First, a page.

The beef I bought is definitely grassfed; they havent't updated the website since they posted this :

"We look forward to offering a choice of either grain- or grass-fed beef in the future."

Sorry if I was misunderstood, but I wouldn't have been making the posts I have if I had been referring to grain-fed beef. It's true that the farm I used offers both. I ordered the GF kind.


Oh, I see!

Posted by: 1501 (Guest), Friday, December 1, 2006, 12:59am; Reply: 25
I will have to try goat sometime. Does it resemble beef at all in flavor?

I adore lamb, and when I have some room in my freezer I'd like to get a grassfed lamb. Spring might work for this.
Posted by: 1495 (Guest), Friday, December 1, 2006, 1:04am; Reply: 26
I find it more like ostrich than goat.   When I use it I always make it into a stew so I could not really tell you what unadorned goat meat actually tastes like!
Posted by: EquiPro, Friday, December 1, 2006, 1:27am; Reply: 27
I live in San Antonio and I think that I have posted this many times before, but it is solution worth repeating:

I found a butcher that will go to a sale and purchase a whole grass-fed steer for me live on the hoof.  Because he already goes to the sale regularly to purchase live beef for his meat store, he just charges me a little bit and picks one up for me, too.  He knows the beef ranchers and knows which cattle are pasture raised and fed only without being finished at a feed lot.  He then hauls the live animal back to his (tiny) slaughterhouse and humanely kills them.    He hangs ages it for as long as I request (at least 10 days - EXTREMELY IMPORTANT IF YOU PURCHASE BEEF THIS WAY) then butchers it to my specifications (1-1/2 " steaks, no chilimeat, etc.), cuts it up, wraps it and deep freezes it.  I borrow a friend of mine's truck and go and pick the whole thing up and put it in coolers until I get home.  The last time I did this, I got 338 pounds of meat (from filet mignon to short ribs to soup bones) for just under $800. It ended up costing me, overall, $2.30/ lb for the entire thing.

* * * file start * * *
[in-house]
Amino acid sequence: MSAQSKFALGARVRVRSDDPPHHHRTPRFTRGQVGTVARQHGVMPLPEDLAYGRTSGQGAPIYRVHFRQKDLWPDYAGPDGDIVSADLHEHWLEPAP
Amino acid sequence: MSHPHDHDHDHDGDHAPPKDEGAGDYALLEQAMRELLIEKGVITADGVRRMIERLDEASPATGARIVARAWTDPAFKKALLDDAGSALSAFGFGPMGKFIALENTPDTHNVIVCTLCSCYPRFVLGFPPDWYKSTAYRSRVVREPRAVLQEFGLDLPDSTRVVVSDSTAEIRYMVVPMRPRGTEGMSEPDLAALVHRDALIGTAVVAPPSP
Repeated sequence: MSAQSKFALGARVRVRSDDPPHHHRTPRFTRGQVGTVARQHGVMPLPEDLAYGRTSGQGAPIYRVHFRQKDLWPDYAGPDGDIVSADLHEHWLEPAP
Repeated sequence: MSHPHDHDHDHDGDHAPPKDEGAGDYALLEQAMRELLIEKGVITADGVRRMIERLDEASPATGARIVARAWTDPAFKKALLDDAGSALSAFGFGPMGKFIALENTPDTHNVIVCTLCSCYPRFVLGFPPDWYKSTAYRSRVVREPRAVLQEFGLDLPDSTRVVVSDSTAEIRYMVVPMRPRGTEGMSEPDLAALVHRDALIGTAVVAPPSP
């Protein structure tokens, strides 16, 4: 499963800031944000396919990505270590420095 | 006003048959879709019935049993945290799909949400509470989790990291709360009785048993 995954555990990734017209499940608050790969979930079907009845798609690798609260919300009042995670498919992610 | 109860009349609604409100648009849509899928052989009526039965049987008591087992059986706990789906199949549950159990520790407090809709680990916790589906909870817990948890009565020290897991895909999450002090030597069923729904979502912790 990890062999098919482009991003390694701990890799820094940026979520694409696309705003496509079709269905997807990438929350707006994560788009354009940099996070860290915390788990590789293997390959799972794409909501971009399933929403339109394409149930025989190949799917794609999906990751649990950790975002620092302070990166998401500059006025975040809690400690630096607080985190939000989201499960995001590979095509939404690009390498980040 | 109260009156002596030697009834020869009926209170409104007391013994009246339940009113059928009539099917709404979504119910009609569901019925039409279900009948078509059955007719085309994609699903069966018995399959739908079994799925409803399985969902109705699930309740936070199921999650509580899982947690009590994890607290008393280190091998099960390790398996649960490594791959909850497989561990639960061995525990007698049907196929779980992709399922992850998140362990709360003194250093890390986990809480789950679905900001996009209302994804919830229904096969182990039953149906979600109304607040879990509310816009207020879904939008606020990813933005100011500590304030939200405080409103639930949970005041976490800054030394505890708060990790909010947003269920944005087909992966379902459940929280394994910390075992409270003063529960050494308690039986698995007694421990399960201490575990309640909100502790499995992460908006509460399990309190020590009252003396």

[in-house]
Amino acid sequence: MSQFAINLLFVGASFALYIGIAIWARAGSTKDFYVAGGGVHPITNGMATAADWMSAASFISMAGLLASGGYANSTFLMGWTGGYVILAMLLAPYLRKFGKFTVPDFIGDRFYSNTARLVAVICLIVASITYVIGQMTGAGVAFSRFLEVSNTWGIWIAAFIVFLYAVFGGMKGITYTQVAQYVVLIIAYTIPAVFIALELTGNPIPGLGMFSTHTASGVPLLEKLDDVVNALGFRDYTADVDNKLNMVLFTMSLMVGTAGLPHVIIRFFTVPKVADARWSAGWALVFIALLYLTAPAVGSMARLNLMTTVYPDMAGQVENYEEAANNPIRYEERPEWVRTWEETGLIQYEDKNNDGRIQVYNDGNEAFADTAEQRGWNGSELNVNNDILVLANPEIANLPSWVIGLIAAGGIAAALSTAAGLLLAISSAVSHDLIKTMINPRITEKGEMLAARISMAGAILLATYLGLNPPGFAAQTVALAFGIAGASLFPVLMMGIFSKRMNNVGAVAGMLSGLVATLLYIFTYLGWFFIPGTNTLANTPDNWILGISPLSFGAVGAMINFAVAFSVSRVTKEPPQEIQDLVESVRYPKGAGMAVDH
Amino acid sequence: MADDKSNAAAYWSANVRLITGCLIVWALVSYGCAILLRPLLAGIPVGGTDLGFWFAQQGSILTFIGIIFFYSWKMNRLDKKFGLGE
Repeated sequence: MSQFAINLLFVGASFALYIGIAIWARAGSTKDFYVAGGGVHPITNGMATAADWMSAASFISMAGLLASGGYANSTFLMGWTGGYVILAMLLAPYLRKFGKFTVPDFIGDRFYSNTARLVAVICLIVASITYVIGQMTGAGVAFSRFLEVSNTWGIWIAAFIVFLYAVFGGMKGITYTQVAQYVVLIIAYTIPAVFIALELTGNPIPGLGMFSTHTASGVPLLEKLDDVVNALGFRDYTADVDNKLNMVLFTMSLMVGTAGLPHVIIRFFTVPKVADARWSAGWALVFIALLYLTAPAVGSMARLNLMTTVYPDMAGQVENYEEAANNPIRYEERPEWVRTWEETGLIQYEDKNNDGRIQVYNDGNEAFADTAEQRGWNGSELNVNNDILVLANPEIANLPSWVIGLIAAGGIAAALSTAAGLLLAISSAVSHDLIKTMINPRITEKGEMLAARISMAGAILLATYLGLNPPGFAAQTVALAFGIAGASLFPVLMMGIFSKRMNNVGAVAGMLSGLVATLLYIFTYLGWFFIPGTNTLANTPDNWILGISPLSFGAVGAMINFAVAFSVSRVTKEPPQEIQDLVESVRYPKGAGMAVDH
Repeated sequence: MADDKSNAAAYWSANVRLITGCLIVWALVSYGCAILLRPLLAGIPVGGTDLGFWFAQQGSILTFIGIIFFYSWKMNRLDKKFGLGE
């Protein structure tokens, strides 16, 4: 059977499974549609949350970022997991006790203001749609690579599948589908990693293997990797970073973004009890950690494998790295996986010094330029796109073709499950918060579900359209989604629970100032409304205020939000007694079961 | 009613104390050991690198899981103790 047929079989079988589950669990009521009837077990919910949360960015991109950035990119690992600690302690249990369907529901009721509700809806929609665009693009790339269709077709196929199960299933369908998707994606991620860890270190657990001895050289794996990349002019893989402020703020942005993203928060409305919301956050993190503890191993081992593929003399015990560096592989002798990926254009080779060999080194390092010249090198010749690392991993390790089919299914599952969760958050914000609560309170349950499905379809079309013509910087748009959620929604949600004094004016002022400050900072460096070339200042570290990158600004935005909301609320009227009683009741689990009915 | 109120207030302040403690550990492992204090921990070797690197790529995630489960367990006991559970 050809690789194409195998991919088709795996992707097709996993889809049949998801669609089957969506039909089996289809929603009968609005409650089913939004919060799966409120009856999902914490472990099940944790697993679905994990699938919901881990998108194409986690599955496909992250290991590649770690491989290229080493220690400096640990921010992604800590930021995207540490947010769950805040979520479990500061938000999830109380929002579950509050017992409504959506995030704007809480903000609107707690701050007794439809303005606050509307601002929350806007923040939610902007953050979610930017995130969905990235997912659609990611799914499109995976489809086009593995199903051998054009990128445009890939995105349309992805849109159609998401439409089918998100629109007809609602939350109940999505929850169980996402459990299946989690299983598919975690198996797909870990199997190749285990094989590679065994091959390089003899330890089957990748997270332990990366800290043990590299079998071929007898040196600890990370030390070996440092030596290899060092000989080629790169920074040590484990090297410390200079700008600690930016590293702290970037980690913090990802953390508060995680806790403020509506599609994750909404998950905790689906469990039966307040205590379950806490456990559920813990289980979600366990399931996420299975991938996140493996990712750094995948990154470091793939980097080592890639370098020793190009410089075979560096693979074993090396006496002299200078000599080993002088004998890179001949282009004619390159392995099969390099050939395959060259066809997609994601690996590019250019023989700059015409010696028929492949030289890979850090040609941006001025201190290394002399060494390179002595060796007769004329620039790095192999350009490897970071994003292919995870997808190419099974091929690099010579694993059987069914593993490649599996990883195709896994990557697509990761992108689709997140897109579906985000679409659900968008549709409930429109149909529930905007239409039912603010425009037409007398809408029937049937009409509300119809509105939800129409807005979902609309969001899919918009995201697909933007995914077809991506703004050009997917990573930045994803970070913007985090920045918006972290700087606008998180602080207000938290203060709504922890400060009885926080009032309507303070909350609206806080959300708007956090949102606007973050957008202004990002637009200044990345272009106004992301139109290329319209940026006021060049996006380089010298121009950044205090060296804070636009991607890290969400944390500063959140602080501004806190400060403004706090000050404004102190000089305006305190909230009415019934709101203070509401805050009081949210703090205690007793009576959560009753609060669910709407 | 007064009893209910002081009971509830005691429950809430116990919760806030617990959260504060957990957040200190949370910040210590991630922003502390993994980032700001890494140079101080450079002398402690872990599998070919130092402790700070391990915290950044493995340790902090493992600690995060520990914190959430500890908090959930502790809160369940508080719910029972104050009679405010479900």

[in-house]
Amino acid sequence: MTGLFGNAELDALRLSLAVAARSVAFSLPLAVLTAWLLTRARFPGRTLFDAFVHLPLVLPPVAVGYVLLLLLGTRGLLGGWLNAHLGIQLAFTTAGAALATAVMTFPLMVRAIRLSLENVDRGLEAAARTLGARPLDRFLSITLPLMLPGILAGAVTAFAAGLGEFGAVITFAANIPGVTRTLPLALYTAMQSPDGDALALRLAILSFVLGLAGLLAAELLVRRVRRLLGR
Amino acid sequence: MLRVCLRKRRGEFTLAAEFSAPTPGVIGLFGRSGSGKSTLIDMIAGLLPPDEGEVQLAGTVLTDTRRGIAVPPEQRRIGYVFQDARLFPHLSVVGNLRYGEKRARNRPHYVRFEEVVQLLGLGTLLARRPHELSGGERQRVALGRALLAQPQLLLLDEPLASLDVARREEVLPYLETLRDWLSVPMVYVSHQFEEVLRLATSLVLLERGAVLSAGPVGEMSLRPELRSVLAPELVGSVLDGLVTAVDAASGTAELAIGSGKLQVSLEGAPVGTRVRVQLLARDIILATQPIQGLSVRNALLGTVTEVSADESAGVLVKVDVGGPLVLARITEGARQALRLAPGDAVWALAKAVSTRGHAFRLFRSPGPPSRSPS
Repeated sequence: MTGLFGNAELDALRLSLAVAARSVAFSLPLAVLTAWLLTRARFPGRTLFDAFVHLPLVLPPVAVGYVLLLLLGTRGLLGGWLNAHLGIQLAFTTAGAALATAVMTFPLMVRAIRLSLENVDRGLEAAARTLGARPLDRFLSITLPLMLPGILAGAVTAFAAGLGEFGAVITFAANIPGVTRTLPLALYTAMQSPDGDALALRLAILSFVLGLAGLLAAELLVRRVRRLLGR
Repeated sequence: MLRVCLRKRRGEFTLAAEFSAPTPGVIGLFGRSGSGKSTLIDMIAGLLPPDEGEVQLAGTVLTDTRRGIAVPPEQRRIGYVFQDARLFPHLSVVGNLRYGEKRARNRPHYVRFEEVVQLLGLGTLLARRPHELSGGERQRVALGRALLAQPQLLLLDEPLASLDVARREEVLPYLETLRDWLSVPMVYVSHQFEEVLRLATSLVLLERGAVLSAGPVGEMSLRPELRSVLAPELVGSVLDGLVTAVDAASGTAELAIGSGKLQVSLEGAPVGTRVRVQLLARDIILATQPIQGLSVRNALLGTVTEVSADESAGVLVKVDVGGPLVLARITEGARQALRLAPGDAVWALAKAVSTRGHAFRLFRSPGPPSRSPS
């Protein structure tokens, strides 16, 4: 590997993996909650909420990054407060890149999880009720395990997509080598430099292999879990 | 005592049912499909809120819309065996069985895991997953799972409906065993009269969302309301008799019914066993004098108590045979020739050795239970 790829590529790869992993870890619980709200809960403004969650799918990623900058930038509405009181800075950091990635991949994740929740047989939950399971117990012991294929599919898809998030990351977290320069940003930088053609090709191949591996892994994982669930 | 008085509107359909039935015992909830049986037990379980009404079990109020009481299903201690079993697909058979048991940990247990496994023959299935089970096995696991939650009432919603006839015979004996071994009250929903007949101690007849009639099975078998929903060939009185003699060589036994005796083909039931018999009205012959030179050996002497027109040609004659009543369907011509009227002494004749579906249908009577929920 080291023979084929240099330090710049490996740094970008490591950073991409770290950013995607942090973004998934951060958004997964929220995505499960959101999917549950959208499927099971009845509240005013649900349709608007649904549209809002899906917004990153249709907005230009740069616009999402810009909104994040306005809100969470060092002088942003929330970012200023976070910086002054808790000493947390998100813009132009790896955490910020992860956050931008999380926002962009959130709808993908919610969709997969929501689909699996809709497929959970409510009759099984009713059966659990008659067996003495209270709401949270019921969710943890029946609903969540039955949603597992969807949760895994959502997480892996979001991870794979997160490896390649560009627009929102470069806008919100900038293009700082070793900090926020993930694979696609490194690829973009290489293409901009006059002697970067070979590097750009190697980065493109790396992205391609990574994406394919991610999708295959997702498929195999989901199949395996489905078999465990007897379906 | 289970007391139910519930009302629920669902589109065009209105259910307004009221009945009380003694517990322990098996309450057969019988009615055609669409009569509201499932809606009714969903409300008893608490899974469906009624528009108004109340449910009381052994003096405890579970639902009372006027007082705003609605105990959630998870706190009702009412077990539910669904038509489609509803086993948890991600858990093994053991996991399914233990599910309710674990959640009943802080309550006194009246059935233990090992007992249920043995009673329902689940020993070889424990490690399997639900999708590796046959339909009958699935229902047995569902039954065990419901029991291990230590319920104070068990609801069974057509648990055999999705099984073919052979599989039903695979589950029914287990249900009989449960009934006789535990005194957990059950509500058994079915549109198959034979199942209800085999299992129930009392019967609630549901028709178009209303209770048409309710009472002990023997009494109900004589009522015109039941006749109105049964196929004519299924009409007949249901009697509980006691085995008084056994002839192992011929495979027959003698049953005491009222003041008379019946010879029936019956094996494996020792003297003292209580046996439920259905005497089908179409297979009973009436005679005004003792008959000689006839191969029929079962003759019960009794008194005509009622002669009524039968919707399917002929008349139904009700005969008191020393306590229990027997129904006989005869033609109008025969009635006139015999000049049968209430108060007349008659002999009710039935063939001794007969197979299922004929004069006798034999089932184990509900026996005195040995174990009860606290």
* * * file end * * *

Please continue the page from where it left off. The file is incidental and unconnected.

The butcher also will pick me up some cabrito (kid goats) at the sale and butchers them and wraps them up:  $65 each.

I know that the beef that he purchases for me is pasture-raised only and not finished off at a feed lot.  I know that he takes care in transporting the live animal and not stressing it and I know that he quickly, carefully and humanely kills the animals that he does for me.

Since there is a LOT of dairy just north and east of NYC (I grew up in upstate NY - Ithaca) if you search around, you can probably find something similar to this.  I know that, growing up, there was always a butcher around who would kill and process a animal for you.  I would just get on the internet and look for sale barns or old-fashioned meat markets.  Most likely, you could find a butcher through the sale barn.

I would see if you could find a friend or two and go in on a whole beef.  Perhaps one of them would have a truck or large car. If you were able to get this done now (although the grass isn't good at this time of year), you wouldn't even need to worry about coolers for transport.  A small-scale slaughterhouse might have a line on some cabrito and/or lambs, too.  Perhaps rabbits also.